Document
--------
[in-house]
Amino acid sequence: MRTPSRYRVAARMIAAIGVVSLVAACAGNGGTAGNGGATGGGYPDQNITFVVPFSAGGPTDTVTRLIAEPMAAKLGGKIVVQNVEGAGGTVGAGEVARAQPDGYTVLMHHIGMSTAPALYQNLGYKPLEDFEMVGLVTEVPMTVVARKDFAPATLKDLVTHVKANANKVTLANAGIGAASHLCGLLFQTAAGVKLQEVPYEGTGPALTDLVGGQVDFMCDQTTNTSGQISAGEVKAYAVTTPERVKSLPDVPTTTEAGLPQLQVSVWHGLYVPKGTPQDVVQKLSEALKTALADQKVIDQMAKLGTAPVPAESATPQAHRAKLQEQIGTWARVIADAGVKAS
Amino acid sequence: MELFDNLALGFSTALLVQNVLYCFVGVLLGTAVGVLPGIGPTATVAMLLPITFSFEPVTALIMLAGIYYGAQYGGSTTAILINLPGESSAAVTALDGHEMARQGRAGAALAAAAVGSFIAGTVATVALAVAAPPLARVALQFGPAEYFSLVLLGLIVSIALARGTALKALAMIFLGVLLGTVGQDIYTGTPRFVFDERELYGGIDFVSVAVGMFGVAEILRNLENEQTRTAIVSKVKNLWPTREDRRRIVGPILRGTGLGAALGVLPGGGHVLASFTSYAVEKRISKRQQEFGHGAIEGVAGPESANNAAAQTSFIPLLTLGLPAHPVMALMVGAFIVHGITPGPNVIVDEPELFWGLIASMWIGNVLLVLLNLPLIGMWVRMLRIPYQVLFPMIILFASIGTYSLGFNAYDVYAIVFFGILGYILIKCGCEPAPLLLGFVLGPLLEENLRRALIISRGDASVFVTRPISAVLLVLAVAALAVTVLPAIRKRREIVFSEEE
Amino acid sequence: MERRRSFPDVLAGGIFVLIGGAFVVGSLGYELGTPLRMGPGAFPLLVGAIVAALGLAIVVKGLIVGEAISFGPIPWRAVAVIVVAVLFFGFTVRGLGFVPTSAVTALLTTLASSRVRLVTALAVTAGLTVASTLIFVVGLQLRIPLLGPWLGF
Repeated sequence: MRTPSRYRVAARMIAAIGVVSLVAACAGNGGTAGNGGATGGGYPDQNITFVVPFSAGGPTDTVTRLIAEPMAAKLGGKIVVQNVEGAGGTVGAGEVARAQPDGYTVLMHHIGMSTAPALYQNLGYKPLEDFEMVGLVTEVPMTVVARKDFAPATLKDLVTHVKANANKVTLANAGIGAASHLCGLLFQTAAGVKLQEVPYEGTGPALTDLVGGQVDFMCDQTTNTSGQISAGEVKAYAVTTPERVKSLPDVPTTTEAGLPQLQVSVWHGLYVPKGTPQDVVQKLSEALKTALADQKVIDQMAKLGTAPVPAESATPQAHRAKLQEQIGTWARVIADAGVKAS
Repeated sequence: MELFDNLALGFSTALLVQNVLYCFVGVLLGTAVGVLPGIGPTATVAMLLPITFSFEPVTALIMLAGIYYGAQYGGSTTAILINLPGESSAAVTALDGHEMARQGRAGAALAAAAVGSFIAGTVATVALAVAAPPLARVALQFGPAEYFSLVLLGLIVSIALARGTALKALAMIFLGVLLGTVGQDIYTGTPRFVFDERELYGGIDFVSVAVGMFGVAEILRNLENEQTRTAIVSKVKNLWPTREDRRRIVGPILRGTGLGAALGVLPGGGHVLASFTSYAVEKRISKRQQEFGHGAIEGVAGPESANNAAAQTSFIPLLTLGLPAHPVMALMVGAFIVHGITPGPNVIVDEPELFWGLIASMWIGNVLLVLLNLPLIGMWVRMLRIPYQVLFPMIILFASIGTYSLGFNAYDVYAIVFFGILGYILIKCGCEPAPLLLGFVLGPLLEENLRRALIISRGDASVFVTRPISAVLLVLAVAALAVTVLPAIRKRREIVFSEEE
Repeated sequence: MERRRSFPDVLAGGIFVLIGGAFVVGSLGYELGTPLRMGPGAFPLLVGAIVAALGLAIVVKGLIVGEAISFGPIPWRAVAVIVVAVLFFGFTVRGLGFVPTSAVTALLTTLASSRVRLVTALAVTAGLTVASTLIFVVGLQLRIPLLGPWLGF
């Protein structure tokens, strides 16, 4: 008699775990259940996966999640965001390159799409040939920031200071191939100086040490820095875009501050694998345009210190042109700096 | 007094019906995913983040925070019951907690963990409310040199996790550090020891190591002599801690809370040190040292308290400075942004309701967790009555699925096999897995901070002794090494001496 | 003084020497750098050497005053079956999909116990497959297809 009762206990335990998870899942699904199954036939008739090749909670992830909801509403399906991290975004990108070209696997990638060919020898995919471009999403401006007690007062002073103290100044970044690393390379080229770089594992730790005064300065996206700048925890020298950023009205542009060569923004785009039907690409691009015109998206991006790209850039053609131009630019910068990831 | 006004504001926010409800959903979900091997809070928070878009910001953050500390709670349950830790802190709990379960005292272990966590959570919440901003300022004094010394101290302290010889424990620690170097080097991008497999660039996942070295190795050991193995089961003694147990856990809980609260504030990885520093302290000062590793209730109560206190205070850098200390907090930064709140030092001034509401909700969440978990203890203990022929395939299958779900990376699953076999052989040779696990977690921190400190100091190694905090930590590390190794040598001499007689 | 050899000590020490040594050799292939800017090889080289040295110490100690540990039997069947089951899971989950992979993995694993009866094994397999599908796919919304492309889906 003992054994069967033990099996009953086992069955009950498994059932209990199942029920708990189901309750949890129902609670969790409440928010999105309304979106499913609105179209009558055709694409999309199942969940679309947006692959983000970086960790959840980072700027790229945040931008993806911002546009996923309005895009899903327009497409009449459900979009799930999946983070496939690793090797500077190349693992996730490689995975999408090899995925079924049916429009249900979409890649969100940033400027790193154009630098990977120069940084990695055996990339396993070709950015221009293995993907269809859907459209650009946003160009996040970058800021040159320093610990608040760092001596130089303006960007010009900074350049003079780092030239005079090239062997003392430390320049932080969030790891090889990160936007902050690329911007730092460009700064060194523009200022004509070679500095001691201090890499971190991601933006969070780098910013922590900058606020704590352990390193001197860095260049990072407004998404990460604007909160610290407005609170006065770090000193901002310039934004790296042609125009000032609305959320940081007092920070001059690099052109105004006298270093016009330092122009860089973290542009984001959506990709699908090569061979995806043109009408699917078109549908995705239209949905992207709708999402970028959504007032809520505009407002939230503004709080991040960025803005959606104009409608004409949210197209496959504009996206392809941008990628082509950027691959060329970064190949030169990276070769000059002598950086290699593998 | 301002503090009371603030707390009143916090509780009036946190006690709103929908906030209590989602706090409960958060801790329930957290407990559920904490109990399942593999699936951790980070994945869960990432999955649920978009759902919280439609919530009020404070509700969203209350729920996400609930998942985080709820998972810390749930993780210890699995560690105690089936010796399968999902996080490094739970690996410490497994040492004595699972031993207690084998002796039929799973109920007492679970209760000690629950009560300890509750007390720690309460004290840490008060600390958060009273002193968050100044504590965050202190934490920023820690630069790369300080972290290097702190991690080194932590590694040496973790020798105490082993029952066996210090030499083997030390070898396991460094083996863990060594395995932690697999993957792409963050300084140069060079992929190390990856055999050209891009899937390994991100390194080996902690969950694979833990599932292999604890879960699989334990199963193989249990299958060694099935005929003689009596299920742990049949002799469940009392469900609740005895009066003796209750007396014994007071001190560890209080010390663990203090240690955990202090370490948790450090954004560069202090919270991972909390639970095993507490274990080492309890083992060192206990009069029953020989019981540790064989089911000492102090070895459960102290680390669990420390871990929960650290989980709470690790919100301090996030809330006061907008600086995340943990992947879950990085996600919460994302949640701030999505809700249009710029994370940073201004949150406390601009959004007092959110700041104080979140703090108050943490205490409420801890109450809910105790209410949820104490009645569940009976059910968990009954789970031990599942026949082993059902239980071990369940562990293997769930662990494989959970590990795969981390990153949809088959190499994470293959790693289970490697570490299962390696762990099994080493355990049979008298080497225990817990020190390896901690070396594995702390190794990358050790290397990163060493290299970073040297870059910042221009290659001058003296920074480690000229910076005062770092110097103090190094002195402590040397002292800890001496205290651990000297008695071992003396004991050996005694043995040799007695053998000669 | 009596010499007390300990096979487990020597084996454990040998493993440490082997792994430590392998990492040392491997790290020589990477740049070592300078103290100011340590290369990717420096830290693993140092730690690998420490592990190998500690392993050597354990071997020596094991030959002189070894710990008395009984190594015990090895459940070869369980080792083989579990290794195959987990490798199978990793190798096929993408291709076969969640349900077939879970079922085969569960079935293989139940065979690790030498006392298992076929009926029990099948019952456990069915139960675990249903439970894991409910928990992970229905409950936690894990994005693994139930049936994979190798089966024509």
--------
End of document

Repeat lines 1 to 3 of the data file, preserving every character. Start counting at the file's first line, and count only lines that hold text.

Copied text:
[in-house]
Amino acid sequence: MRTPSRYRVAARMIAAIGVVSLVAACAGNGGTAGNGGATGGGYPDQNITFVVPFSAGGPTDTVTRLIAEPMAAKLGGKIVVQNVEGAGGTVGAGEVARAQPDGYTVLMHHIGMSTAPALYQNLGYKPLEDFEMVGLVTEVPMTVVARKDFAPATLKDLVTHVKANANKVTLANAGIGAASHLCGLLFQTAAGVKLQEVPYEGTGPALTDLVGGQVDFMCDQTTNTSGQISAGEVKAYAVTTPERVKSLPDVPTTTEAGLPQLQVSVWHGLYVPKGTPQDVVQKLSEALKTALADQKVIDQMAKLGTAPVPAESATPQAHRAKLQEQIGTWARVIADAGVKAS
Amino acid sequence: MELFDNLALGFSTALLVQNVLYCFVGVLLGTAVGVLPGIGPTATVAMLLPITFSFEPVTALIMLAGIYYGAQYGGSTTAILINLPGESSAAVTALDGHEMARQGRAGAALAAAAVGSFIAGTVATVALAVAAPPLARVALQFGPAEYFSLVLLGLIVSIALARGTALKALAMIFLGVLLGTVGQDIYTGTPRFVFDERELYGGIDFVSVAVGMFGVAEILRNLENEQTRTAIVSKVKNLWPTREDRRRIVGPILRGTGLGAALGVLPGGGHVLASFTSYAVEKRISKRQQEFGHGAIEGVAGPESANNAAAQTSFIPLLTLGLPAHPVMALMVGAFIVHGITPGPNVIVDEPELFWGLIASMWIGNVLLVLLNLPLIGMWVRMLRIPYQVLFPMIILFASIGTYSLGFNAYDVYAIVFFGILGYILIKCGCEPAPLLLGFVLGPLLEENLRRALIISRGDASVFVTRPISAVLLVLAVAALAVTVLPAIRKRREIVFSEEE